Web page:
You probably have a favourite chai spot too, where the milk-to-water ratio is just right, and the hint of elaichi that the chaiwala adds makes all the difference. Some others amongst us are not so choosy. All that matters is to get a cup of tea to keep you awake, no matter where it’s from.
So how far from tea are you in your hostel at any given time? What about when you’re in your class? Your lab? We take a look at all the tea spots in the institute, and try to give you a visual insight (pun completely unintended) into how these are spaced out – in both location and time.
Here’s a map of all the places you get tea in the institute. Every mess, canteen, and tapri included. By my count, there’s a whopping 45 of them.
At 8 in the morning, pretty much everyone is in their hostel, and most messes are serving tea. In just a couple of hours, the bulk of the attention shifts to the academic area. If you’re a late waker, too bad. Around noon, the hostel canteens open up again. The academic area is still flush with tea for those who can’t afford to take a break.
Late in the afternoon, at around 5 pm, the hostel area becomes the focus again, as students returning from labs and lectures enjoy a refreshing cup. Or three. At night, the academic area runs out of options entirely. Hostel canteens serve tea till reasonably late, till the blips start to go out one by one, and by 4 am, all you can hope for is that the tapri outside main gate is open. Sleep beckons, but IIT stays awake, watching the clock strike 5, then 6, and 7, till the messes open again at 8 and provide the much needed respite from a tea-less existence.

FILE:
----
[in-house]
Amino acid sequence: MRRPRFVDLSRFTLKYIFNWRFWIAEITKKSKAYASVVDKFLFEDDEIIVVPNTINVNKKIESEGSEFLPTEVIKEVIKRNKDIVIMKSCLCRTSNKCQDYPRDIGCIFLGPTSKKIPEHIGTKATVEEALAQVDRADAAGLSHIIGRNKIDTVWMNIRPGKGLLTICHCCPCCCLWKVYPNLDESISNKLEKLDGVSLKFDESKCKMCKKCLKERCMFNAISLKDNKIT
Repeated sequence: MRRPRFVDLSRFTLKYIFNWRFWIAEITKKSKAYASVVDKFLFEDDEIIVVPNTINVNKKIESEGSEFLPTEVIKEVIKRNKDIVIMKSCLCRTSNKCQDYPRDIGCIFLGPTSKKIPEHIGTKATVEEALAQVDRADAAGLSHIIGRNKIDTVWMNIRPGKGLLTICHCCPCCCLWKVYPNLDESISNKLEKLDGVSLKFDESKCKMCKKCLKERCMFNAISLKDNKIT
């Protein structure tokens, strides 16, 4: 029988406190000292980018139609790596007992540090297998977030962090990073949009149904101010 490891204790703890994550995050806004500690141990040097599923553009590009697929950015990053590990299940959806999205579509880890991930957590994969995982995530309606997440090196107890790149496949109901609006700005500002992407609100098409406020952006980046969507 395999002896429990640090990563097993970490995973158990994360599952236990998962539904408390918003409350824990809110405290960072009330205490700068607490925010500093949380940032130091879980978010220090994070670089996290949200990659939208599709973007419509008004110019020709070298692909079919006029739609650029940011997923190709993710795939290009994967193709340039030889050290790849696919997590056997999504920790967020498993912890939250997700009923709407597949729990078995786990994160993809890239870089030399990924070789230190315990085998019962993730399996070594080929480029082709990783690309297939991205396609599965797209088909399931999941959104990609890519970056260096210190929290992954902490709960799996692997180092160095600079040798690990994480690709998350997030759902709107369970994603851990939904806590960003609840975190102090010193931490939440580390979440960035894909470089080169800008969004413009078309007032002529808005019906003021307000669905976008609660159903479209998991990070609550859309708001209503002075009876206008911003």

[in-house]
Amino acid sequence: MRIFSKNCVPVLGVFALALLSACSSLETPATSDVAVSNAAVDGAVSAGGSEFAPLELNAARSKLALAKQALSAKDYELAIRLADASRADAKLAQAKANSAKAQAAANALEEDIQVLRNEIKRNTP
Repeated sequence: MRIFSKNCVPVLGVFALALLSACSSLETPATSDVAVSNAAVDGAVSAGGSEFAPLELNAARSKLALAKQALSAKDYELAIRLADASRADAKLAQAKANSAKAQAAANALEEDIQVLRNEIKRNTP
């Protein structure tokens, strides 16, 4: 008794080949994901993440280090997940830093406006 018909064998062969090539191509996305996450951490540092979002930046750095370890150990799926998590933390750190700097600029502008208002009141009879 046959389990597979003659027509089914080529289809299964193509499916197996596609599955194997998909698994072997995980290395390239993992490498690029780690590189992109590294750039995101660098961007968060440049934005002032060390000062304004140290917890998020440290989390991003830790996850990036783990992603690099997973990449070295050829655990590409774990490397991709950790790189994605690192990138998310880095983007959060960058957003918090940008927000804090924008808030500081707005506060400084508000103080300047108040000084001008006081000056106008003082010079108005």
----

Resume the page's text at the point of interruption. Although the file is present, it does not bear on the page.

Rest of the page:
It’s kind of hypnotic to watch the bubbles appear and disappear, and live through the day in one GIF. And now, as I wrap up this post at a healthy 4.30 am, it’s time to decide whether to venture till the main gate, or stay up till the next glass of that sweet, sweet nectar becomes available in the morning.
As always, all the data and code is accessible on GitHub, for you to play around with.
1. The areas are circular because I’ve used aerial distances. While this is not the most accurate thing to do, it’s a reasonable proxy. I used a walking speed of 5 km/hour,
2. The data was collected from a variety of sources, including the IITB website, Google Maps, and simply asking people we vaguely knew to be reliable sources of information. If we’ve made some inadvertent errors, let us know and we’ll fix them.
3. The regular, non-exam-time, everyday timings have been used. In exceptional circumstances, some of these may not be open at the time we’ve indicated they will, or vice versa.